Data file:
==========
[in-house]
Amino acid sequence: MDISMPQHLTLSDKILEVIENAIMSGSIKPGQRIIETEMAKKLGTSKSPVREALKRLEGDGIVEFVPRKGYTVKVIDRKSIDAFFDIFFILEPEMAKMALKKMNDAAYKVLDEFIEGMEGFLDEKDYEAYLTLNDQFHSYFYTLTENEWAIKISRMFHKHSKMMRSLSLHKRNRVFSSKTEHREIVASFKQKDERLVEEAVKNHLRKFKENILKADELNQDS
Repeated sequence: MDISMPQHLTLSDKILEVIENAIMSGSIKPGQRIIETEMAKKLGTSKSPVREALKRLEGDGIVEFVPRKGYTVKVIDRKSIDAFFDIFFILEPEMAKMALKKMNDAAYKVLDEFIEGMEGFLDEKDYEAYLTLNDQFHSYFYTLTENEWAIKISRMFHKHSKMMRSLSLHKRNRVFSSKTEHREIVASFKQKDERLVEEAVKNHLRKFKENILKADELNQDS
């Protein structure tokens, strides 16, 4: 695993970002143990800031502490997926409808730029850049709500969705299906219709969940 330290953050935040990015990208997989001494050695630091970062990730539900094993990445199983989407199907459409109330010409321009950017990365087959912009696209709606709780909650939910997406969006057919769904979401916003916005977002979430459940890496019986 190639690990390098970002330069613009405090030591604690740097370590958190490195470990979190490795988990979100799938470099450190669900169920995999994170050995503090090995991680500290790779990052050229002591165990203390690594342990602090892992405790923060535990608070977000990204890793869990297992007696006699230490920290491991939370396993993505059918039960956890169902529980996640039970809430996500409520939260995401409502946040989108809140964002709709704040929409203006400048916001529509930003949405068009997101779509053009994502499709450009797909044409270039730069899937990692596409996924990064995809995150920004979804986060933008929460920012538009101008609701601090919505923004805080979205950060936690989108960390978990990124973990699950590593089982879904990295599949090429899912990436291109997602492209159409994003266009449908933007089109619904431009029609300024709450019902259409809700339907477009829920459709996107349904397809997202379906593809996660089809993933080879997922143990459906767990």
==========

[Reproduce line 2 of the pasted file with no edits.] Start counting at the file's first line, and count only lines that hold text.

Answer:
Amino acid sequence: MDISMPQHLTLSDKILEVIENAIMSGSIKPGQRIIETEMAKKLGTSKSPVREALKRLEGDGIVEFVPRKGYTVKVIDRKSIDAFFDIFFILEPEMAKMALKKMNDAAYKVLDEFIEGMEGFLDEKDYEAYLTLNDQFHSYFYTLTENEWAIKISRMFHKHSKMMRSLSLHKRNRVFSSKTEHREIVASFKQKDERLVEEAVKNHLRKFKENILKADELNQDS